I admitted I didn’t like Thor when I first saw it but I ended up warming to it as I learnt more about the Marvel Universe, but Thor: The Dark World I loved from the very first showing. Part of that might have been because by that point my crush on Tom Hiddleston had developed and Loki gets a great airing in this film, but I think the main reason I love it is because the vast majority of it doesn’t actually take place on Earth.
A lot of it takes place on Asgard and in the wider universe. What is happening on Earth the majority of the time is incidental until it becomes important. I also love that Jane isn’t joined at the hip to Darcy and Selvig. They are given a plot of their own until the main plot and the subplot intersect in the climax of the film. Thor: The Dark World is just better structured and it is very much character driven.
Thor is so concerned about making sure that Jane is saved that he is even willing to rely on Loki to help him. Part of Loki’s willingness to help will come from his desire to avenge their mother, but I can’t help but make a parallel to the Harry Potter films when I watch the second Thor film. When Thor, Loki and Jane are on Svartalfheim, Loki shields Jane during the fight. Every time I see that scene, I also see Snape shielding Harry, Hermione and Ron from Lupin after he has transformed into a Werewolf.
It betrays an aspect of his character you don’t get to see often; despite everything that has happened and everything that he has become, some part, it might be a very small part, is still good. He didn’t need to protect Jane, but he did. He didn’t need to have a very touching conversation with Thor on their way to the battle warning him that even if they save her now they will still be parted sooner than Thor would ever be able to cope with. He is looking out for his brother’s well-being. It’s what makes Loki such a great character, because he cannot be understood in terms of good and evil or black and white. He’s conflicted and grey, and just awesome.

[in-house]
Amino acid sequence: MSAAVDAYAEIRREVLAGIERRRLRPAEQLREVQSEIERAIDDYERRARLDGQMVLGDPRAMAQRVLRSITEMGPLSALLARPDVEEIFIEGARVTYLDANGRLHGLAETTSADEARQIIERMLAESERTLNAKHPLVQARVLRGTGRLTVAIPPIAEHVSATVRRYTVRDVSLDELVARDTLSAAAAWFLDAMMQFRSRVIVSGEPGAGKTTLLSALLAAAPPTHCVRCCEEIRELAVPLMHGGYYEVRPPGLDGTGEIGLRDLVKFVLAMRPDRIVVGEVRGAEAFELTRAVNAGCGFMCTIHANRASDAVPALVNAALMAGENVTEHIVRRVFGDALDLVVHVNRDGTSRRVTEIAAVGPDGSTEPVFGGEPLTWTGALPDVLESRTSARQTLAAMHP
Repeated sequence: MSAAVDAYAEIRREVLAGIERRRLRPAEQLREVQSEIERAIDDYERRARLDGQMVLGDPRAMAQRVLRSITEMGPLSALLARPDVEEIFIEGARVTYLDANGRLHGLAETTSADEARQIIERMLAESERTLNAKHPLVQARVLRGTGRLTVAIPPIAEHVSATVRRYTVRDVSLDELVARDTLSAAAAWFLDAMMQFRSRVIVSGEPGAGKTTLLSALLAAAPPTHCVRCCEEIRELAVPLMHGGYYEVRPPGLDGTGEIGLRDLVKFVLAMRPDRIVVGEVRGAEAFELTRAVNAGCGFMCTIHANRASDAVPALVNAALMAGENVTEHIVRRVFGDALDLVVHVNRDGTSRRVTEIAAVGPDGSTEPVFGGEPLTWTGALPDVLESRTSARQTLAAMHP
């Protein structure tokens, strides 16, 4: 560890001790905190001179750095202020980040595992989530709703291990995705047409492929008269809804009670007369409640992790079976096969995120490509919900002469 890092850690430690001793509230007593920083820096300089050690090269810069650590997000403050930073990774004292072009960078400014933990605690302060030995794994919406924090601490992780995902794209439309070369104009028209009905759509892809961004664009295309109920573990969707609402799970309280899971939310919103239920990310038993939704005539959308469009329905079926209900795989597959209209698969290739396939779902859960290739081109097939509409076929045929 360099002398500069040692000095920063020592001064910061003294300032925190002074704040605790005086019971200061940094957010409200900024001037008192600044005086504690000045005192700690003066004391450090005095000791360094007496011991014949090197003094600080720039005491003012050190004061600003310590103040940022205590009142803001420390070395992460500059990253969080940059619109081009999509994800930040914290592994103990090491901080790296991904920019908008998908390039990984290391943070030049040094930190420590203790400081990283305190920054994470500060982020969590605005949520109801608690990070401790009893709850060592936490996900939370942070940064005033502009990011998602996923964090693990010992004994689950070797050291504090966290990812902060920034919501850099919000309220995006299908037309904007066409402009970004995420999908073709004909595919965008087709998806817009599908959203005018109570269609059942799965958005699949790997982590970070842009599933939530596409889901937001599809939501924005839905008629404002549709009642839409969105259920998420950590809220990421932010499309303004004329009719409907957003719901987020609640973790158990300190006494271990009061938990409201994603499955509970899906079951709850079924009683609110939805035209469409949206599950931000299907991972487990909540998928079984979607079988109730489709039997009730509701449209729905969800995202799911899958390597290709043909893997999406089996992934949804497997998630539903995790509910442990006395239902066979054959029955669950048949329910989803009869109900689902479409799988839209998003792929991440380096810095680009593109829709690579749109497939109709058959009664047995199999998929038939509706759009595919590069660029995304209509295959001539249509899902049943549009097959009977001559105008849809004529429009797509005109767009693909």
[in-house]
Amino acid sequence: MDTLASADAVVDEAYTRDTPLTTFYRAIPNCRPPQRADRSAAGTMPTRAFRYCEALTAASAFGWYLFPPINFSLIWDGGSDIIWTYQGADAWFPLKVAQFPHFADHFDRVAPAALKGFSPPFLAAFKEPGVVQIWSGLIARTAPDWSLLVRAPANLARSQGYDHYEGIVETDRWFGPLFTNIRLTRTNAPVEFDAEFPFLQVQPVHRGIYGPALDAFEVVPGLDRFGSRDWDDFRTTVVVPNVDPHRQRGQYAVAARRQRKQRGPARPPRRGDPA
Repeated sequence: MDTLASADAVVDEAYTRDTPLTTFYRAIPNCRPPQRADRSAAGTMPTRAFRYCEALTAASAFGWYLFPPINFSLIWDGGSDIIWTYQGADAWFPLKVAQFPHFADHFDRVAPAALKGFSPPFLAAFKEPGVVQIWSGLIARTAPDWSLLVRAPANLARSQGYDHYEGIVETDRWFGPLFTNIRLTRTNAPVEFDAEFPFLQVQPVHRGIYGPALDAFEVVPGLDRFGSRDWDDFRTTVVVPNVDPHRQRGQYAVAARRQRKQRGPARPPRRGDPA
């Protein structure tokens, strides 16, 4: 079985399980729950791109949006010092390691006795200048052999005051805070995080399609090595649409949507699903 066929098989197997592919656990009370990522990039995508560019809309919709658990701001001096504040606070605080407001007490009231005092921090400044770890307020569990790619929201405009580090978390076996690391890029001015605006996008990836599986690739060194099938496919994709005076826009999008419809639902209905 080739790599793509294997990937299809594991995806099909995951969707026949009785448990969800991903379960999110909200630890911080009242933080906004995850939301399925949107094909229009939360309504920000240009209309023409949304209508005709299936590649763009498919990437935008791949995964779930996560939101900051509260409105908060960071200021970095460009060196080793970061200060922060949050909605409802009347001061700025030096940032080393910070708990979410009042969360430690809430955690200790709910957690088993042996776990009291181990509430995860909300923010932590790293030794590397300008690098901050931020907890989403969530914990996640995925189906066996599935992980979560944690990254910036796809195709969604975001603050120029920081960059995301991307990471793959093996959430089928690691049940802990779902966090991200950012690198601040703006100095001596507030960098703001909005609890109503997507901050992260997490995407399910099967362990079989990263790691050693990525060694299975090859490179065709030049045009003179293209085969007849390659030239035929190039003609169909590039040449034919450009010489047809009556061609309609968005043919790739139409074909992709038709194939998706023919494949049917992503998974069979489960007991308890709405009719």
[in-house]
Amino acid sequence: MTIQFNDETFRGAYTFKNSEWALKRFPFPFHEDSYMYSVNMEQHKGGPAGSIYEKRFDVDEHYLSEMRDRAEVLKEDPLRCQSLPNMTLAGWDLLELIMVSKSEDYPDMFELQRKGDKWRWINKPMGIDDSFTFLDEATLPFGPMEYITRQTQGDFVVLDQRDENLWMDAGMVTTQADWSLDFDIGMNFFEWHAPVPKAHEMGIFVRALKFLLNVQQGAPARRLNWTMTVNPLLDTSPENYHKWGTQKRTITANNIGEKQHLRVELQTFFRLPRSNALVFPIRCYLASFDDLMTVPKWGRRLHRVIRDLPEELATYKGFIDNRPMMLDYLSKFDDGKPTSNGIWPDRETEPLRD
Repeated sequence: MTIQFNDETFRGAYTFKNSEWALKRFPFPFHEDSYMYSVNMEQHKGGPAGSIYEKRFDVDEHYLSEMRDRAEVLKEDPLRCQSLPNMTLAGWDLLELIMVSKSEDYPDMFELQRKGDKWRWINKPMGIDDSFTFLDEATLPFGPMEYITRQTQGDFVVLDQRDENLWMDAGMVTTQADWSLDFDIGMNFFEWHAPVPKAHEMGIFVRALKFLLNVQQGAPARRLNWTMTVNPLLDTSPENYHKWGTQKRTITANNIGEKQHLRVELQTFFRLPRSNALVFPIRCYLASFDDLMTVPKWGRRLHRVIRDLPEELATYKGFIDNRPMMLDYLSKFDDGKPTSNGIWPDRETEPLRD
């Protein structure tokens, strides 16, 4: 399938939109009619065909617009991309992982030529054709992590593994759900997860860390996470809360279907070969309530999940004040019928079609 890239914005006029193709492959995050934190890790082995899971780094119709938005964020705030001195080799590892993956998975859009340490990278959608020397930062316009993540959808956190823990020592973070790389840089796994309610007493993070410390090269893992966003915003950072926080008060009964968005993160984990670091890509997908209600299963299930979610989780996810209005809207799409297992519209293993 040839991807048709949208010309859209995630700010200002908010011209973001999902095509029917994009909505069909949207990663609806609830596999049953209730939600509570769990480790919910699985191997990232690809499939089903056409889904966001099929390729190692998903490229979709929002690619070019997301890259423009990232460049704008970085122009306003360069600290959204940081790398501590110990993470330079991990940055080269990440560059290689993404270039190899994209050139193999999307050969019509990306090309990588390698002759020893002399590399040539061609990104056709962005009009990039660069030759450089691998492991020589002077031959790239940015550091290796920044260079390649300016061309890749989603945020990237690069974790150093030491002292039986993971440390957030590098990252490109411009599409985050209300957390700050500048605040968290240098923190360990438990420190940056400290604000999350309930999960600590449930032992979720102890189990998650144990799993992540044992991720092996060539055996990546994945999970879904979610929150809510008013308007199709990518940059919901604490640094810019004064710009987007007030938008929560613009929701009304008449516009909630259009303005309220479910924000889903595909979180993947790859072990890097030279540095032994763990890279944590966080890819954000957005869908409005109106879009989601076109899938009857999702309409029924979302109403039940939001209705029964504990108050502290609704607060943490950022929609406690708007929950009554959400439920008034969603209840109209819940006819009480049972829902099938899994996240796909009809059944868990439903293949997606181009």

Loki had been the best thing in the first Thor film, but in the second, everything else stepped up a notch and joined him. The storyline was more complex; the portrayal of Asgard and Asgardians was toned down to make then more relatable but no less majestic. The various battle scenes obviously had a bigger budget and weren’t just there to make up time in the film, and cover over the cracks in the plot.
Overall, the film is utterly brilliant. It is a great stand-alone film in it’s own right, but it has a massive impact on the wider Marvel Universe as well, not only because the Aether is likely to be important later, but because the character development in the film is likely to have a massive impact in later films.